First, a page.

5. Cuscatlecos summon the spirit of Cal FC
American-born goalkeeper Derby Carrillo will try to help the Salvadorans create a little Gold Cup magic / USA Today Sports Images
Have you enjoyed the giant-killing heroics of FC Cincinnati and Miami FC in this year’s US Open Cup? Then maybe you’ll root for El Salvador at the Gold Cup. Two of their mainstays, goalkeeper Derby Carrillo and midfielder Richard Menjivar, were stars in the 2012 Open Cup run of Cal FC, the amateur side coached by Eric Wynalda that beat the Portland Timbers in their own stadium.
4. Catrachos and Canaleros hunt momentum
FC Dallas' Maynor Figueroa, left, and Toronto FC's Armando Cooper could be battling against each other for the final half-berth in CONCACAF World Cup Qualifying / USA Today Sports Images
Honduras and Panama are both juggling the Gold Cup with the wider priority of earning a World Cup berth in the Hexagonal, the final round of CONCACAF World Cup qualifying which concludes this fall. The Central American nations will most likely wind up in direct competition for the fourth-place spot which offers a place in an intercontinental playoff vs. an Asian team. A good Gold Cup could help fuel a push in that direction.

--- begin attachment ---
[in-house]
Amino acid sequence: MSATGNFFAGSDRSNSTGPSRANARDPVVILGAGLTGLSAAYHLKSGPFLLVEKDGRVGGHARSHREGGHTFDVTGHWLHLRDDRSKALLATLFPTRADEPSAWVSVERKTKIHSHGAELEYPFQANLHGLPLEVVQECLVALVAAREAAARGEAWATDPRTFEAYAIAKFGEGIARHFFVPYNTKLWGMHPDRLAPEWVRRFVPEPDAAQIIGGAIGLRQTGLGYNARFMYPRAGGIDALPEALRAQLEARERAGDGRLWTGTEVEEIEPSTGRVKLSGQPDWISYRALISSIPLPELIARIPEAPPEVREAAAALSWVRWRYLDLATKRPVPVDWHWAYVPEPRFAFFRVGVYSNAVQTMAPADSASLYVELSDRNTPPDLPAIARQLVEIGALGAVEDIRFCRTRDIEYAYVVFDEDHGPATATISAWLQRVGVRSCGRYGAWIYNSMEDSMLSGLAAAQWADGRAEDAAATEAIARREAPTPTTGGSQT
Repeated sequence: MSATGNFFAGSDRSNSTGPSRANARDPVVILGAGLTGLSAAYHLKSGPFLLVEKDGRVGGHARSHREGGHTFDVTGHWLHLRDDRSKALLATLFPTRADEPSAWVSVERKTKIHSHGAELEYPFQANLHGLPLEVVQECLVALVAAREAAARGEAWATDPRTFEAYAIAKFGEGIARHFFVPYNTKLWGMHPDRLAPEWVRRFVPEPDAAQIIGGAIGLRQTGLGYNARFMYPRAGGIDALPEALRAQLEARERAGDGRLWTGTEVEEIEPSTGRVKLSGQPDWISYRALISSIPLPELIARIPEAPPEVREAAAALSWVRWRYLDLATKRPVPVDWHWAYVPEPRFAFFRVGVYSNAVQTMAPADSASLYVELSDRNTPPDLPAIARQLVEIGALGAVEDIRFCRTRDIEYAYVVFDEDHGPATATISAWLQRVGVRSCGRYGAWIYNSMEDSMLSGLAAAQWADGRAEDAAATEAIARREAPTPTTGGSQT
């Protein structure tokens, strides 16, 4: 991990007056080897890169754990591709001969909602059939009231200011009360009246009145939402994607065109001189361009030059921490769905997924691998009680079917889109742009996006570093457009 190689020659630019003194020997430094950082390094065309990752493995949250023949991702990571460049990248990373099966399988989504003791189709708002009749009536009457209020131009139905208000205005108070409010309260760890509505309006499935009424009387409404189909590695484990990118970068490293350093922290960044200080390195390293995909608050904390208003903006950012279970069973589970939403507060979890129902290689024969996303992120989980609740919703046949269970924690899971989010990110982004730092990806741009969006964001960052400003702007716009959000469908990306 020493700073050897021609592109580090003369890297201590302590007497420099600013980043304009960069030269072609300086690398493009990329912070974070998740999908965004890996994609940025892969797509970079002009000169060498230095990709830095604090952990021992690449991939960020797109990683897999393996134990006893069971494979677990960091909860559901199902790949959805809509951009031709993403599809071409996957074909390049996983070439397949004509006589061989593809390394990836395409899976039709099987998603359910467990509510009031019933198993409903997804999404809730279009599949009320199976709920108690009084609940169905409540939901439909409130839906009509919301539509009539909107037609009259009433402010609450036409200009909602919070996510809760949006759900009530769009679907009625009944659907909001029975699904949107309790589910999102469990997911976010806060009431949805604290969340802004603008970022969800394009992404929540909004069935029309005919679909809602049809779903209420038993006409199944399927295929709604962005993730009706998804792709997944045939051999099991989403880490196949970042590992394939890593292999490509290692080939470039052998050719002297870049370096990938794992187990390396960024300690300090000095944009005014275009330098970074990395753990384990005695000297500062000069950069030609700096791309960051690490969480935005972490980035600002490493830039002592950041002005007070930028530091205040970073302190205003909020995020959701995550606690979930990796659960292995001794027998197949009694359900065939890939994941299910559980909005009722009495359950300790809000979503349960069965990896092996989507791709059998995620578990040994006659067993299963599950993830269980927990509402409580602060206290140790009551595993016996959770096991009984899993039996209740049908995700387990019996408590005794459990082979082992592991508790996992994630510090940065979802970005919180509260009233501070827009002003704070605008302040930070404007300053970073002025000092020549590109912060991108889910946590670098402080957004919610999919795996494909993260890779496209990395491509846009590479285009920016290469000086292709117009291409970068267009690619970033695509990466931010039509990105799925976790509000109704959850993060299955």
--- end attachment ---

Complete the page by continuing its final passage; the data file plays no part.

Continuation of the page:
3. Aiming for Qatar
After winning the 2015 Gold Cup, Mexico beat 2013 champion U.S.A. to earn a spot in the 2017 Confederations Cup / USA Today Sports Images
Beyond regional bragging rights, the winner of this Gold Cup gets a very tangible reward in, at the very least, the right to a playoff for CONCACAF’s spot at the next Confederations Cup, set for Qatar in 2021. This summer’s champion will meet the 2019 Gold Cup victor for that spot in the one-game CONCACAF Cup. That is, unless the team that wins this year also wins in 2019, making such a playoff unnecessary.
2. El Tri seek consolation
After a loss to Germany in the Confederations Cup semifinals, El Tri could use the Gold Cup as a platform to rebound / USA Today Sports Images
Mexico’s Confederations Cup dreams died painfully in this week’s 4-1 semifinal loss to Germany. Now coach Juan Carlos Osorio – should he hang on to his job amid all the dismay over the setback – will turn towards the Gold Cup with a distinctly different, and entirely domestic-based, roster than the one that trekked to Russia. A championship run might be cold comfort, but at least it’s something.
1. USMNT auditions in the spotlight
New England's Kelyn Rowe is one of several players who will be looking to make a good impression on US manager Bruce Arena / USA Today Sports Images
Meanwhile, Mexico’s co-favorites, the US, enter this event with a similar roster approach, as Bruce Arena has given many of his regulars some time off in order to provide less familiar faces with an opportunity to impress. Newcomers like Dom Dwyer, Kenny Saief and Kelyn Rowe are hungry to prove that they belong in the USMNT picture for good.